Chimichurri sauce has been a favorite of mine from the first time I tasted it.
Consider breezy summer nights loaded with scented herbs and topped off with a smack in the face. It’s bursting with flavor. It’s light, enticing, and fragrant.
- Chimichurri + grilled meat = heaven
- The dreaded cilantro or coriander
- It’s not pesto
- Tips for making and using chimichurri
- What is traditional chimichurri made of?
- What does Mexican chimichurri taste like?
- What country does authentic chimichurri come from?
- Is chimichurri supposed to taste like vinegar?
- Does chimichurri contain cilantro?
- How do you make Jamie Oliver chimichurri?
- Does chimichurri have onion in it?
- Why is my chimichurri bitter?
- Is chimichurri the same as salsa verde?
Chimichurri + grilled meat = heaven
Chimichurri isn’t the most fascinating sauce on its own. However, when combined with grilled steak, something spectacular occurs.
Chimichurri is often seen on Argentine and South American grilled foods such as our own rotisserie grilled picanha.
The sauce is said to have originated in Argentina, however there are also versions circulating that the term came from its originator, an Irish soldier traveling with indigenous forces in Argentina in the eighteenth century.
Jimmy McCurry was the soldier’s name, and the word was framed Jimmys Curry.
I choose to believe the final one since it demonstrates how words may be confused while being handed from one to another.
The dreaded cilantro or coriander
Unfortunately, you either love it or hate it, and this recipe calls for it, but I’ve included some substitutes for those who can’t stand the soapy flavor that one in every five people gets when they eat it.
It’s not you, it’s me, says cilantro to one in every five individuals, but it’s really a combination of both.
Aldehydes are compounds found in cilantro that are also employed in the production of soaps and detergents.
Then there’s the OR6A2 gene in humans, which is very susceptible to aldehyde compounds. So, if you hate it, you will always hate it, and if you love it, you will always love it.
But, as I previously indicated, all is not lost, and I will provide some guidance to the genetically weaker among us.
It’s not pesto
Pesto has a milder taste than chimichurri and is more typically used with pasta meals, whilst chimichurri’s more strong characteristics are better suited for grilled meats.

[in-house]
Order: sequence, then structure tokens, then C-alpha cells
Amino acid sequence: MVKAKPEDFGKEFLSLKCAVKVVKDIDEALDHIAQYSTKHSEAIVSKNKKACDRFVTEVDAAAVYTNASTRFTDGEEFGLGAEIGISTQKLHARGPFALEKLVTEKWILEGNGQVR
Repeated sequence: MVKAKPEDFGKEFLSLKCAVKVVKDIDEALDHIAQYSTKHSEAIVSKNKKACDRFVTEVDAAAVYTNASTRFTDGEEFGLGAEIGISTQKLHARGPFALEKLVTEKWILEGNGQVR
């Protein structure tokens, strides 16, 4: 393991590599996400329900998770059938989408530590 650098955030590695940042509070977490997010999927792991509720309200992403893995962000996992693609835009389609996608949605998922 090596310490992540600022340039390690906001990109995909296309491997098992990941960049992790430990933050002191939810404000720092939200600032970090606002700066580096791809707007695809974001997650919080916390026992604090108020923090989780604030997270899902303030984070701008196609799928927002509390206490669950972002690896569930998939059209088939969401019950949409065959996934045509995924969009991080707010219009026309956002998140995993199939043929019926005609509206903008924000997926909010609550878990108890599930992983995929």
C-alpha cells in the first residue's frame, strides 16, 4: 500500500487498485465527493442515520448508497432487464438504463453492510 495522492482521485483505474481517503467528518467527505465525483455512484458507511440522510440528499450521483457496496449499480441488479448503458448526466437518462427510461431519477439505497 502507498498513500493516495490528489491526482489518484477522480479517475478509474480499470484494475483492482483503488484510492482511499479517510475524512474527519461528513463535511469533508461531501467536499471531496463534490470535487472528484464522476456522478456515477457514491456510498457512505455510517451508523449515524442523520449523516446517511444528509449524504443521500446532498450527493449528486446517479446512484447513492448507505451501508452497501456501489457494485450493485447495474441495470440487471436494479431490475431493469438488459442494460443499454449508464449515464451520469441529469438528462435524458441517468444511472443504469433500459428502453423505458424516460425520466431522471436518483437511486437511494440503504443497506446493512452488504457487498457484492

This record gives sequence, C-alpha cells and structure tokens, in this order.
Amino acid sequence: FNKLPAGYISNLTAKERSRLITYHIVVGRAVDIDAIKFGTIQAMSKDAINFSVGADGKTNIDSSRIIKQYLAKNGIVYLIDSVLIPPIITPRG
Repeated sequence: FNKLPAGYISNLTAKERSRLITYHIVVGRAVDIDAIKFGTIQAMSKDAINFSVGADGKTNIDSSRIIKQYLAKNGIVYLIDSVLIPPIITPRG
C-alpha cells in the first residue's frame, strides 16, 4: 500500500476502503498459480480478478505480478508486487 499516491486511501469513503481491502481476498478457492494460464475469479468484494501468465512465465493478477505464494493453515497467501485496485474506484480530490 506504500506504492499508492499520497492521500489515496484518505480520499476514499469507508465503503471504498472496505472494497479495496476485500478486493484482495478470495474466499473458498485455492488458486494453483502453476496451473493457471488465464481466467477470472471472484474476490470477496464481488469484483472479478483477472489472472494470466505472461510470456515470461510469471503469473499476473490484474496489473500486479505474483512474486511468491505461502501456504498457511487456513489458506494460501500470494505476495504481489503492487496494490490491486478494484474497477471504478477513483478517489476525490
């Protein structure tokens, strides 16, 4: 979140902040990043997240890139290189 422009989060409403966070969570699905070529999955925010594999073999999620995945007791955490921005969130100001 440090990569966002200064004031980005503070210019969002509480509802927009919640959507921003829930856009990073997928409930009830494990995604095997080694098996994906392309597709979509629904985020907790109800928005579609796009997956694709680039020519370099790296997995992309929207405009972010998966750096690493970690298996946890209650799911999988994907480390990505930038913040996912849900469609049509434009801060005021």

Chimichurri is also not a marinade. It’s a condiment for cooked meat. It is not intended to be served warm, nor is it intended to be used to baste meat in.
Other alternatives or ingredients might be used to freshen up the flavour depending on where it is created.
Here are a few differnet version:
- Some argue that white wine vinegar should be used. I enjoy the flavor of red wine vinegar.
- If you don’t have red or white wine vinegar, lemon juice will suffice. I sometimes add a table spoon to my combination, particularly if I’m cooking on a late warm summer night, since it simply gives a nice freshness to the taste profile.
- Garlic may be overwhelming for some individuals, so use less or more as desired. Begin with two cloves and adjust to taste.
- For a different taste profile, try smoked paprika, which goes nicely with grilled steak.
Tips for making and using chimichurri
I prepare my chimichurri the day before I need it. This causes the tastes of the herbs and spices to become more intense.
Just keep it out of the fridge for an hour or two before using it; you don’t want ice cold sauce over hot meat.
When you’re adding chimichurri to grilled meat, swirl it in well. Make certain that the mixture is even on all of the meat. Each slice will taste the same from the first bite to the last.
Keep it simple; while being a basic blend of herbs and spices, it is a sophisticated palette of tastes that work nicely together, assuming you are not genetically wrecked by the OR6A2 gene.
Flavor does not necessarily mean more of everything; sometimes it is about finding the correct balance of ingredients that work well together, and these substances have been used for years and will continue to be used for many more.
Make it to your liking, and don’t be afraid to experiment with different recipes. That’s called experimentation, and we don’t all enjoy the same things; just say cilantro and you’ll see what I mean.
With that stated, don’t overthink it; just combine the ingredients, place some meat on some crispy bread, and top with chimichurri, and you’ll be in bliss.